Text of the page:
Friday, March 14, 2003

Risks of background checks

There is a trend after 9/11 to perform more background checks on individuals as a requirement for all kinds of things--employment being a major. Data integrity issues are probably the biggest risk with these kinds of checks. Who has your data? Where did they get it from? How do you know it is accurate? How can you correct mistakes?

I reviewed a background check service that is used for credit checks mainly and was surprised to see that they offered the ability to check against the _____________________

This is a case of just not doing a very thorough query of the information in the first place. Reminds me of the recent erroneous (and perjurious?) BSA complaint against OpenOffice based on an inaccurate search query and lack of human sanity-checking of the result. "The computer said there was a match. And computers don't lie..."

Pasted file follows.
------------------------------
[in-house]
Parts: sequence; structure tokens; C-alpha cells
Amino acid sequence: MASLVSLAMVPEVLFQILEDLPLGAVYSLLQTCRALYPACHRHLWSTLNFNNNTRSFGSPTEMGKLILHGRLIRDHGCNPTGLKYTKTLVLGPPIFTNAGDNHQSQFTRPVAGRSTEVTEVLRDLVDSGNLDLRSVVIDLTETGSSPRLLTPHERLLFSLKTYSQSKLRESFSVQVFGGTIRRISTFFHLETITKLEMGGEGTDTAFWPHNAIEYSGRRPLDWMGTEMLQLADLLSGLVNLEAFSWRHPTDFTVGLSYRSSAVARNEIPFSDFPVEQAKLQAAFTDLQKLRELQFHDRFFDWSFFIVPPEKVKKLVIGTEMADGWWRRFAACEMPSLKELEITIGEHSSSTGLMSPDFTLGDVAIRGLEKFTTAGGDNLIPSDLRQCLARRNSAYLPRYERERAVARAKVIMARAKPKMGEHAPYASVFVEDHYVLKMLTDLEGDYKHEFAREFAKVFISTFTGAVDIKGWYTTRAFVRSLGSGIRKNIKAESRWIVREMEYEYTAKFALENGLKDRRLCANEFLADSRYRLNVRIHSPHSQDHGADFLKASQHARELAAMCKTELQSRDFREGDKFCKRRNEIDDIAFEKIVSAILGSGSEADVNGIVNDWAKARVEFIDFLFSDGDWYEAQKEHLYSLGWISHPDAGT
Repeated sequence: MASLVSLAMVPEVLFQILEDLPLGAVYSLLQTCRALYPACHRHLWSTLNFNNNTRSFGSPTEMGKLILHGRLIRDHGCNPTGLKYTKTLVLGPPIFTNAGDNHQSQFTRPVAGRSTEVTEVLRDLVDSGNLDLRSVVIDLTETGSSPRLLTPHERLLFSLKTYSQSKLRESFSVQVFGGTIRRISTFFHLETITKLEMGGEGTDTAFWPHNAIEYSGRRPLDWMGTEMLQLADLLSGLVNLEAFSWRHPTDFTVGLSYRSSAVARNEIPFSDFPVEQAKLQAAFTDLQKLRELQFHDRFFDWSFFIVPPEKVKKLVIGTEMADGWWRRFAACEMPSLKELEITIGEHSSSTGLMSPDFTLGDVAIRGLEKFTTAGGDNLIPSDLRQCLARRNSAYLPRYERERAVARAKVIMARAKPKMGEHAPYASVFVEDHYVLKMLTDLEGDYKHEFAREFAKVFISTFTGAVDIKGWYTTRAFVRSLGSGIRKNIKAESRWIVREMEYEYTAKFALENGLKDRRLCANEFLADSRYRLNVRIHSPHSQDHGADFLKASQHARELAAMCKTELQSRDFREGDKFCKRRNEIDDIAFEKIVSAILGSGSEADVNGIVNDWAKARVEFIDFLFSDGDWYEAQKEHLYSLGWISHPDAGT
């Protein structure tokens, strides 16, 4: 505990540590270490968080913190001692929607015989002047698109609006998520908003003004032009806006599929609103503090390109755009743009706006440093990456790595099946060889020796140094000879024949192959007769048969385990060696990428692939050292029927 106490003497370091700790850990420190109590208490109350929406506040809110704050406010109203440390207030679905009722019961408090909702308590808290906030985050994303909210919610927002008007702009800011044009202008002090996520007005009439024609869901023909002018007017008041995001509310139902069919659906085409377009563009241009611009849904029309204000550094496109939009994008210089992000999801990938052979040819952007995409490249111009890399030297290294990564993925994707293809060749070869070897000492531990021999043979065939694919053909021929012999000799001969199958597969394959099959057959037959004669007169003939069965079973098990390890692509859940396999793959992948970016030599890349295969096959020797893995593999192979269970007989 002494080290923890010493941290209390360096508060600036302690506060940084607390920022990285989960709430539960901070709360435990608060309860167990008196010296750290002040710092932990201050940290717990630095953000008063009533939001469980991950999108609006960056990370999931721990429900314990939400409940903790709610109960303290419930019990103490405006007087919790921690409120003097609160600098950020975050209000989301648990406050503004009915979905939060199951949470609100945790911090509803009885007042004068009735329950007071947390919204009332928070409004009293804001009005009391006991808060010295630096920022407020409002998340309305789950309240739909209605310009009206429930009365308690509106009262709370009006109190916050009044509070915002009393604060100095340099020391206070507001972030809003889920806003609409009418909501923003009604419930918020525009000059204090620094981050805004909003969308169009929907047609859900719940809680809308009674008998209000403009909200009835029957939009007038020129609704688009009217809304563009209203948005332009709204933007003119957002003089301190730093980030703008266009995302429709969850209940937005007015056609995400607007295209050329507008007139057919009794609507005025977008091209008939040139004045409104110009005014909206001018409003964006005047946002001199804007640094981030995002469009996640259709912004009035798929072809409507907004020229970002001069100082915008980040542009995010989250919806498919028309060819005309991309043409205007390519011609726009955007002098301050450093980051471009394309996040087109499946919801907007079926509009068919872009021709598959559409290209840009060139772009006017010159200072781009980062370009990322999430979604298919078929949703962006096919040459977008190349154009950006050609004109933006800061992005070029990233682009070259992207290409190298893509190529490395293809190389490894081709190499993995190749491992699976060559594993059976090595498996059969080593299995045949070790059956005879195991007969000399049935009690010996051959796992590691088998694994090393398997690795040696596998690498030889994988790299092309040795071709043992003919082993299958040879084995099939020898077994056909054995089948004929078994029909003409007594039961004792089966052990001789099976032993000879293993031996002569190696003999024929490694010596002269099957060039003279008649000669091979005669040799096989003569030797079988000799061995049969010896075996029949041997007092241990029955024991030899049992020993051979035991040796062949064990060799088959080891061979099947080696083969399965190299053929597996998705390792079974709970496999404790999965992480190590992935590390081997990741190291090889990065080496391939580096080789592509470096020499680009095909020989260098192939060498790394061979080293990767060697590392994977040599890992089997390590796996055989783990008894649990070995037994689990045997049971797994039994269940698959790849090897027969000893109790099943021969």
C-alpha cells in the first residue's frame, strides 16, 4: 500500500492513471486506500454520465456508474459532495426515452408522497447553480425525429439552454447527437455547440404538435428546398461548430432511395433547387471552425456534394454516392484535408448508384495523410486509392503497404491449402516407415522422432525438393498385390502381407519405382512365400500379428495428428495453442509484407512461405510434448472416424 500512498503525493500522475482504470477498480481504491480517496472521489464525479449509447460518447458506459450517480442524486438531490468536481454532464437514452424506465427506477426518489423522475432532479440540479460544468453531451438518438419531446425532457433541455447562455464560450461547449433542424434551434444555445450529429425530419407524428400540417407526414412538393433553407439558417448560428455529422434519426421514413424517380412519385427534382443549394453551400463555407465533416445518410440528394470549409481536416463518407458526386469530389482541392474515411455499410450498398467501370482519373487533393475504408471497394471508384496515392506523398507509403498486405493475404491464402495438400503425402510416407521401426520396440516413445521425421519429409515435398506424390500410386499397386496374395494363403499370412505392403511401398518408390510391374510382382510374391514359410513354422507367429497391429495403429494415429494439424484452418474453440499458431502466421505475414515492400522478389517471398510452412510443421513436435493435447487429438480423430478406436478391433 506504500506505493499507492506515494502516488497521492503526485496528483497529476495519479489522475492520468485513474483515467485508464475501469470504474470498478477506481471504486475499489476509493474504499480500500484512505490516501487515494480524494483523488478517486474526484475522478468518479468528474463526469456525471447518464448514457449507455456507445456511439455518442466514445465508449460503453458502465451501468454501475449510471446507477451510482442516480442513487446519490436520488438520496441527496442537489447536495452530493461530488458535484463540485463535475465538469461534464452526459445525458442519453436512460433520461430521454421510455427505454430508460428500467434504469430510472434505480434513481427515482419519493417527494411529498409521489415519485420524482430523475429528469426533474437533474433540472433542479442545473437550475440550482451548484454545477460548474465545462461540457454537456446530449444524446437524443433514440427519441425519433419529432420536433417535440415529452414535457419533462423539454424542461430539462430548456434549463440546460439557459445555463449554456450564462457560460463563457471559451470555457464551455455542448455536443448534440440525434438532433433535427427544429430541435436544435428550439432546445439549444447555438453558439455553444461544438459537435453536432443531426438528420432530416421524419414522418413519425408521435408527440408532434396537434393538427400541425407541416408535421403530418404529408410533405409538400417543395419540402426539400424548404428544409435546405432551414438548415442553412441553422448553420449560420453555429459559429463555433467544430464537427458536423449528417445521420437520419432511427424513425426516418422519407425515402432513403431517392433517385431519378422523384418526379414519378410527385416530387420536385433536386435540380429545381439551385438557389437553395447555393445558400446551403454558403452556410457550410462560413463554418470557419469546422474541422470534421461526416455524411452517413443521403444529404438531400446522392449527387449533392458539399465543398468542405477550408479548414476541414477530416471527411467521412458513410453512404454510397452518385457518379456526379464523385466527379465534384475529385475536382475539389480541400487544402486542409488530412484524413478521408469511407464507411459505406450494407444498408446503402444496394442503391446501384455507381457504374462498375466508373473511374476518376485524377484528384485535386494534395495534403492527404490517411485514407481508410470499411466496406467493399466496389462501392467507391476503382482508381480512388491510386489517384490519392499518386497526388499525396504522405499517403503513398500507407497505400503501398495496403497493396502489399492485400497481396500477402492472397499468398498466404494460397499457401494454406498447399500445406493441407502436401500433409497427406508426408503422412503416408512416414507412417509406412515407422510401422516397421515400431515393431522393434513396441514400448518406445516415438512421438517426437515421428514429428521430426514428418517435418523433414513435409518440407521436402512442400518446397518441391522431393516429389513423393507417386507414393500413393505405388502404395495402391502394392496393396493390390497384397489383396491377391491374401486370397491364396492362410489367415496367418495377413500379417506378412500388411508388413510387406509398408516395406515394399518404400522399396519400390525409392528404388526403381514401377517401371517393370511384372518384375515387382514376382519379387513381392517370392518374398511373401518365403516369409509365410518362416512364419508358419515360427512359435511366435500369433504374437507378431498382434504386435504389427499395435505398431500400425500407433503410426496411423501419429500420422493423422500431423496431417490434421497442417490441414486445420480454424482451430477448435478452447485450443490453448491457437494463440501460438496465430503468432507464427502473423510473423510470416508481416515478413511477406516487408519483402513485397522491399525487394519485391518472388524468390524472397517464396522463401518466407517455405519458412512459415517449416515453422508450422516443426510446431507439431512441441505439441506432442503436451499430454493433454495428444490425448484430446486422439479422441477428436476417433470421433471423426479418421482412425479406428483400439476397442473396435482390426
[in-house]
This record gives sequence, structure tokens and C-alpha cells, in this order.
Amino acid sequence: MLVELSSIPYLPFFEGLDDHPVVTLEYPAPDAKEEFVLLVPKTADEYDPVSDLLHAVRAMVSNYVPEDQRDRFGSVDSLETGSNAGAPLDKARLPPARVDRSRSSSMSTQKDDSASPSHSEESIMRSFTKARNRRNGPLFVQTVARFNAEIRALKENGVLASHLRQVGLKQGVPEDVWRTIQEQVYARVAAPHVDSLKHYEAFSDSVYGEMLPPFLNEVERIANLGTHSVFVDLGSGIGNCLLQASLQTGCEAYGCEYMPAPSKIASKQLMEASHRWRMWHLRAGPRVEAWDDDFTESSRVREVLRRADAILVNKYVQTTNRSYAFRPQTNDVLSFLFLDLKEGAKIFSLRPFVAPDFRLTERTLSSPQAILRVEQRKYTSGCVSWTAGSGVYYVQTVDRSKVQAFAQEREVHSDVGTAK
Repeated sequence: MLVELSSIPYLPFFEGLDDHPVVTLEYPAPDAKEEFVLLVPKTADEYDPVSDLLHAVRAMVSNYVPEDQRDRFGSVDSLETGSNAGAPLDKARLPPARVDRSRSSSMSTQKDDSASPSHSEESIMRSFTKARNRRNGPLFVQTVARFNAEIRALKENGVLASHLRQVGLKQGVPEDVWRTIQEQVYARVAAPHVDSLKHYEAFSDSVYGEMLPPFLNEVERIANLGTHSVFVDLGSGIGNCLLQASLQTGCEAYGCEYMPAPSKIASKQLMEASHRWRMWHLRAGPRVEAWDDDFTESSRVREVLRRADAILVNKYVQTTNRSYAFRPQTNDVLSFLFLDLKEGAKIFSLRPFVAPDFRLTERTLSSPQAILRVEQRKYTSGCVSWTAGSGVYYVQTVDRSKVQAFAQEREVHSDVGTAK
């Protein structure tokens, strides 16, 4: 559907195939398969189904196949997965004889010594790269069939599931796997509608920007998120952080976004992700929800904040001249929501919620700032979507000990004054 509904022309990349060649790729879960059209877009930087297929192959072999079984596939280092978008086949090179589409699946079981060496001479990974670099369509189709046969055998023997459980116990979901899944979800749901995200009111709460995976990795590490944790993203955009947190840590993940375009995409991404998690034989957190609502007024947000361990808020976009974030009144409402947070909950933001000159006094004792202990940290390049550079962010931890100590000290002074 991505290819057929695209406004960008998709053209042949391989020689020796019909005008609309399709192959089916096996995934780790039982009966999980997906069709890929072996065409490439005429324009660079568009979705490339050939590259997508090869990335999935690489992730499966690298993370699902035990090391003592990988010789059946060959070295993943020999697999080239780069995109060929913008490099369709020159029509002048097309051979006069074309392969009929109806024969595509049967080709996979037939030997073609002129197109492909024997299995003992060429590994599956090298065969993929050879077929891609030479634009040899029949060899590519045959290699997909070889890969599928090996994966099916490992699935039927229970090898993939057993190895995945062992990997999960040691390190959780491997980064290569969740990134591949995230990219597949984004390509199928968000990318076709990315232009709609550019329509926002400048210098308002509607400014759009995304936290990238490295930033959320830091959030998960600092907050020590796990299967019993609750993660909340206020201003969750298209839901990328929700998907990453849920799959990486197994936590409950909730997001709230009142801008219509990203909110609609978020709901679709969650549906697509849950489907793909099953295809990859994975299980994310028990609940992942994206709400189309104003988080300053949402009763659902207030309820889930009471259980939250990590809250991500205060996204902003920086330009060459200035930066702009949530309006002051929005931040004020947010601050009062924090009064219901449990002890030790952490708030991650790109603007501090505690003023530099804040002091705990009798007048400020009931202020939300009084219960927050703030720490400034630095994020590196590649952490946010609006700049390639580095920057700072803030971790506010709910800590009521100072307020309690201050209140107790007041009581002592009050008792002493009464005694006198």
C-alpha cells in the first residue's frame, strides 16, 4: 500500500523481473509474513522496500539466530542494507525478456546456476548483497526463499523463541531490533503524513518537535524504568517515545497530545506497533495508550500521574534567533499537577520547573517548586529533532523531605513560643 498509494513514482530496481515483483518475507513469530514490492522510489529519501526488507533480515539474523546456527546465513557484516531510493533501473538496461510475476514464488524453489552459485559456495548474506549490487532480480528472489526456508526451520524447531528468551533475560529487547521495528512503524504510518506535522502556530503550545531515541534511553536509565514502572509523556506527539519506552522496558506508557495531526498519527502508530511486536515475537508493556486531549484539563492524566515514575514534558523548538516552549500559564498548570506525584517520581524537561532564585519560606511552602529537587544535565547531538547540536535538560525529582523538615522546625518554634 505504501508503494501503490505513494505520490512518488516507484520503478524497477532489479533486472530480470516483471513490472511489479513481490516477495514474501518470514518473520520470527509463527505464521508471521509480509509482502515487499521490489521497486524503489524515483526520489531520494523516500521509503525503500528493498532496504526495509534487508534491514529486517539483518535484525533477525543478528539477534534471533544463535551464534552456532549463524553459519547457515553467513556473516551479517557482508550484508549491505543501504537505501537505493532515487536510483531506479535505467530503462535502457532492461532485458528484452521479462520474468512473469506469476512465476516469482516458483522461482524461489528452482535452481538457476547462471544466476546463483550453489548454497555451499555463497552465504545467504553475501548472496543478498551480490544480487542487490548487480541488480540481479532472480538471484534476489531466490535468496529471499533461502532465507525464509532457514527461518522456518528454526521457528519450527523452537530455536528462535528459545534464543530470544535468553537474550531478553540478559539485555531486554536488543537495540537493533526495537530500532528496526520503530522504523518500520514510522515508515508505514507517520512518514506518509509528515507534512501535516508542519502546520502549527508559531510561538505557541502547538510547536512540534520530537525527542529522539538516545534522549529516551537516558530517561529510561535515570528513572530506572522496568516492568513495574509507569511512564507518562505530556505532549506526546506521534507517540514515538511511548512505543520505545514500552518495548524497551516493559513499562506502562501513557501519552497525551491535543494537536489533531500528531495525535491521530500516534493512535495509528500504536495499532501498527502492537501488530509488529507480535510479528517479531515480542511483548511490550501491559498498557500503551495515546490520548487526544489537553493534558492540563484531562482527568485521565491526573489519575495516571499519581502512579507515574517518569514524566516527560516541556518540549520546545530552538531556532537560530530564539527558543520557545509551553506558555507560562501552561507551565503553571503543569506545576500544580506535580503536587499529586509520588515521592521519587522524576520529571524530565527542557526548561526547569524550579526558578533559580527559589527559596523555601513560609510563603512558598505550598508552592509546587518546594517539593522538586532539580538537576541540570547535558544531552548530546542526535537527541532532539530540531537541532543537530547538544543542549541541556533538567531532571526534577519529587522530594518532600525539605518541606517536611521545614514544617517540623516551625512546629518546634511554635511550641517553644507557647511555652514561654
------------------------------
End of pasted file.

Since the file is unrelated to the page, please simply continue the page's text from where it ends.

Date: Thu, 6 Mar 2003 18:14:45 -0800 (PST)
From: Max Power
Subject: Identity mixup: NZ teacher identified as prostitute

Michelle Garforth (Dunedin, NZ) applied to be registered as a teacher, after
finishing four years of training. She was notified that she was "likely" to
be a prostitute convicted on four charges, including two assaults, based on
a computer match of her maiden name and birthdate. Despite going to the
police and submitting to fingerprinting that demonstrated she was not the
person in question, she was not cleared until weeks later -- after her local
Member of Parliament had intervened. [Source: Prostitute mix-up shocks
teacher, by Ruth Berry, 06 March 2003; PGN-ed],2106,2309649a7694,00.html

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